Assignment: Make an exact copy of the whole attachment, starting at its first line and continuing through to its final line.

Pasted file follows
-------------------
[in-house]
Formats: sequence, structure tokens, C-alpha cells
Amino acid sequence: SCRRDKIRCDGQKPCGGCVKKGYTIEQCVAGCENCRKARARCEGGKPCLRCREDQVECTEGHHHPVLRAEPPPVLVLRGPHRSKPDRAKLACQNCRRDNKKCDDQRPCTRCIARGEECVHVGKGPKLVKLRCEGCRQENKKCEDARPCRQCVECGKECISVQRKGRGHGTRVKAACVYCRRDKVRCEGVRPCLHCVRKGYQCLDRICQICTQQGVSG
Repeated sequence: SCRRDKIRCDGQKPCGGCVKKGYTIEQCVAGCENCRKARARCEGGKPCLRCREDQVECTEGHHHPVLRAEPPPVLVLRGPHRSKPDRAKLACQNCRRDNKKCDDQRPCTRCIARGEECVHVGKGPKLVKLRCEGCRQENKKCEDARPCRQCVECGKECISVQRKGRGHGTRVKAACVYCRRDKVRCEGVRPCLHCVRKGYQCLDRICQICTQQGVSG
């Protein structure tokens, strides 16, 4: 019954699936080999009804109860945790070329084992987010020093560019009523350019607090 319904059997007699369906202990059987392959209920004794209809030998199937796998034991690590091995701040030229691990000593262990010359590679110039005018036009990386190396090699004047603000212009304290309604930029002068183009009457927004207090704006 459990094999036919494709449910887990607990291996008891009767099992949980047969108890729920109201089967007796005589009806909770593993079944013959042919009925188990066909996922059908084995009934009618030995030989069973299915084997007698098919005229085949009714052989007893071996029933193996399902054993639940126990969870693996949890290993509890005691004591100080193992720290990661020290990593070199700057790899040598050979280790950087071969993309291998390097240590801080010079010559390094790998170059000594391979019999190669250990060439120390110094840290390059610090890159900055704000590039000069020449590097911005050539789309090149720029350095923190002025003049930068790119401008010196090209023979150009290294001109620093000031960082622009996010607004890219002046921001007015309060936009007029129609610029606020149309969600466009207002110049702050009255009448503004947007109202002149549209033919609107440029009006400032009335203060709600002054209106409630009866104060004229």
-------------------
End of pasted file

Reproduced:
[in-house]
Formats: sequence, structure tokens, C-alpha cells
Amino acid sequence: SCRRDKIRCDGQKPCGGCVKKGYTIEQCVAGCENCRKARARCEGGKPCLRCREDQVECTEGHHHPVLRAEPPPVLVLRGPHRSKPDRAKLACQNCRRDNKKCDDQRPCTRCIARGEECVHVGKGPKLVKLRCEGCRQENKKCEDARPCRQCVECGKECISVQRKGRGHGTRVKAACVYCRRDKVRCEGVRPCLHCVRKGYQCLDRICQICTQQGVSG
Repeated sequence: SCRRDKIRCDGQKPCGGCVKKGYTIEQCVAGCENCRKARARCEGGKPCLRCREDQVECTEGHHHPVLRAEPPPVLVLRGPHRSKPDRAKLACQNCRRDNKKCDDQRPCTRCIARGEECVHVGKGPKLVKLRCEGCRQENKKCEDARPCRQCVECGKECISVQRKGRGHGTRVKAACVYCRRDKVRCEGVRPCLHCVRKGYQCLDRICQICTQQGVSG
């Protein structure tokens, strides 16, 4: 019954699936080999009804109860945790070329084992987010020093560019009523350019607090 319904059997007699369906202990059987392959209920004794209809030998199937796998034991690590091995701040030229691990000593262990010359590679110039005018036009990386190396090699004047603000212009304290309604930029002068183009009457927004207090704006 459990094999036919494709449910887990607990291996008891009767099992949980047969108890729920109201089967007796005589009806909770593993079944013959042919009925188990066909996922059908084995009934009618030995030989069973299915084997007698098919005229085949009714052989007893071996029933193996399902054993639940126990969870693996949890290993509890005691004591100080193992720290990661020290990593070199700057790899040598050979280790950087071969993309291998390097240590801080010079010559390094790998170059000594391979019999190669250990060439120390110094840290390059610090890159900055704000590039000069020449590097911005050539789309090149720029350095923190002025003049930068790119401008010196090209023979150009290294001109620093000031960082622009996010607004890219002046921001007015309060936009007029129609610029606020149309969600466009207002110049702050009255009448503004947007109202002149549209033919609107440029009006400032009335203060709600002054209106409630009866104060004229």